The centers work in collaboration with partners across their regions to assure a well-trained and prepared public health workforce, informed health care providers, and an alert citizenry to protect against terrorism. In September 2000, CDC, the Association of Schools of Public Health, state and local public health agencies, and other academic communities entered into a partnership to begin development of a national system of Centers for Public Health Preparedness (DHHS, 2002).

Service learning (also discussed above in the section Education and Training) is another way in which academic institutions engage in community service. Academic service-learning organizations and activities are growing and include the following: (1) service-learning centers on college

TABLE 8-3 Centers for Public Health Preparedness

Type Location

Academic centers University of Illinois at Chicago School of Public Health

University of North Carolina, Chapel Hill, School of Public Health

University of Washington School of Public Health and

Community Medicine Columbia University Mailman School of Public Health University of Iowa College of Public Health University of South Florida College of Public Health St. Louis University School of Public Health

Specialty centers Dartmouth College Medical School Interactive Media


Saint Louis University School of Public Health

The Johns Hopkins University Bloomberg School of Public

Health and the Georgetown University Law Center University of Findlay (Ohio) National Center of Excellence for Environmental Management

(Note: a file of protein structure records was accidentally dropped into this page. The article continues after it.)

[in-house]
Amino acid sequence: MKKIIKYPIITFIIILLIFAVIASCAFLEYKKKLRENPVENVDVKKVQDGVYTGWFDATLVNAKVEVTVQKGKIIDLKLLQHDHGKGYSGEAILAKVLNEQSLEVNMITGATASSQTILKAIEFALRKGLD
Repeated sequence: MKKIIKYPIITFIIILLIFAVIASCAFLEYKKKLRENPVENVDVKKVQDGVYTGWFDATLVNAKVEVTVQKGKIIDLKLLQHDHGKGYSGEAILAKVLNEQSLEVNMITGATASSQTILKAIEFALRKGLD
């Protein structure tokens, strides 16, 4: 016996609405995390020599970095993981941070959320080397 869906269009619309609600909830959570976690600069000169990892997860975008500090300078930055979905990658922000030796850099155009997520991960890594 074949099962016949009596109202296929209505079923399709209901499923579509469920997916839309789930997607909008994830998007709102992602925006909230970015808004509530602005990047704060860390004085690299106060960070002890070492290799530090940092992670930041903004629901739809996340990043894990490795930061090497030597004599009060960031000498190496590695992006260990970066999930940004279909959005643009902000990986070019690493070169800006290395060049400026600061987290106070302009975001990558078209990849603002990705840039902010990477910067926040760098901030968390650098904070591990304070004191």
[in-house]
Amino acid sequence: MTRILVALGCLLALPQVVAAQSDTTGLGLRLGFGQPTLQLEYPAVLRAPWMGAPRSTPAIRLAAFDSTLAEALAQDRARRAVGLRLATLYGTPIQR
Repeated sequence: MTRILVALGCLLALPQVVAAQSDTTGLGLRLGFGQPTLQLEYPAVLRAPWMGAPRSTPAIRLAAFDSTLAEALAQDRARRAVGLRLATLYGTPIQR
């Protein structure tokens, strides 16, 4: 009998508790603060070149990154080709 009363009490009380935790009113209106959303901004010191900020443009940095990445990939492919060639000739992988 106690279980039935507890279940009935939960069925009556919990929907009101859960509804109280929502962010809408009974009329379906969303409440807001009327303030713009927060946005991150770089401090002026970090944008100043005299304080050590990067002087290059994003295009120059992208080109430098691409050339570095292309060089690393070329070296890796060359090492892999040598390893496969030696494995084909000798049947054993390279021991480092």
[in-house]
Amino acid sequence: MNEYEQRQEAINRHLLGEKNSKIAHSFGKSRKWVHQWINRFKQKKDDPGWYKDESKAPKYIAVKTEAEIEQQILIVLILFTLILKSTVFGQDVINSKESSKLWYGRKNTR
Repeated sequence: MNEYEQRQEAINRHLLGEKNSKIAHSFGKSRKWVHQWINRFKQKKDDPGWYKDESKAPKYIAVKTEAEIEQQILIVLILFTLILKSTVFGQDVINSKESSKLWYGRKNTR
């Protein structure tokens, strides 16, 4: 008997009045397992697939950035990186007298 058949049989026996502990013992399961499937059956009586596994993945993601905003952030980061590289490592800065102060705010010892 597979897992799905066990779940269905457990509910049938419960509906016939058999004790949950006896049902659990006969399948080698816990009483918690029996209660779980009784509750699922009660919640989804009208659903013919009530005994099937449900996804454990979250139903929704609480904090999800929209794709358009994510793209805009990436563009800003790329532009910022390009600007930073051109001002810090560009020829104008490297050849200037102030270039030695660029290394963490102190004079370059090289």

Local exemplar centers DeKalb County Health Department Denver Public Health Monroe County Health Department campuses across the United States that support and facilitate student and faculty work in communities; (2) the National Service-Learning Exchange, which provides training and technical assistance to service-learning programs; (3) campus compact (a national organization of more than 750 college and university presidents), which offers workshops, tool kits, and publications aimed at encouraging student and faculty involvement in community and public service; (4) research opportunities and studies; and (5) a planned National Center for Service-Learning Research (Howard, 2001).

Barriers and Solutions

There are barriers to establishing successful collaborations and partnerships. Clark (1999) outlined four barriers or gaps:

• Communication—a lack of a shared language and emphases;

• Access—little access to skilled public health faculty by some practitioners and communities;

• Credibility—practitioner skepticism of academic understanding and vice versa; and

• Expectations—the failure of what it takes to operate in the real world to meet academic standards of scientific rigor.

Other investigators include as barriers perceived threats to a sense of autonomy, disagreement about community needs, conflicts over funding decisions, a lack of consensus about membership criteria or coalition structure, failure to include relevant constituencies, and a lack of leadership (Feighery and Rogers, 1990; Kreuter et al., 2000).

A continuing barrier to scholarly service and one of great concern relates to faculty rewards, promotion, and tenure. Public health practice activities are not generally valued or rewarded by most academic institutions. Israel and colleagues (2001) write that multiple means are needed to provide evidence and recognition of the scholarship of public health practice. They list a number of matters that must be addressed to overcome this barrier. For example, peer-reviewed journals must recognize difficult methodological issues associated with conducting community-based participatory research and should be willing to publish such articles. Universities need to expand their evaluation of reputable journals. Because faculty members may assist communities in preparing grant proposals, these activities should be recognized and valued by academic institutions. Similarly, training activities for and technical assistance to community partners should be given credit toward tenure and promotion.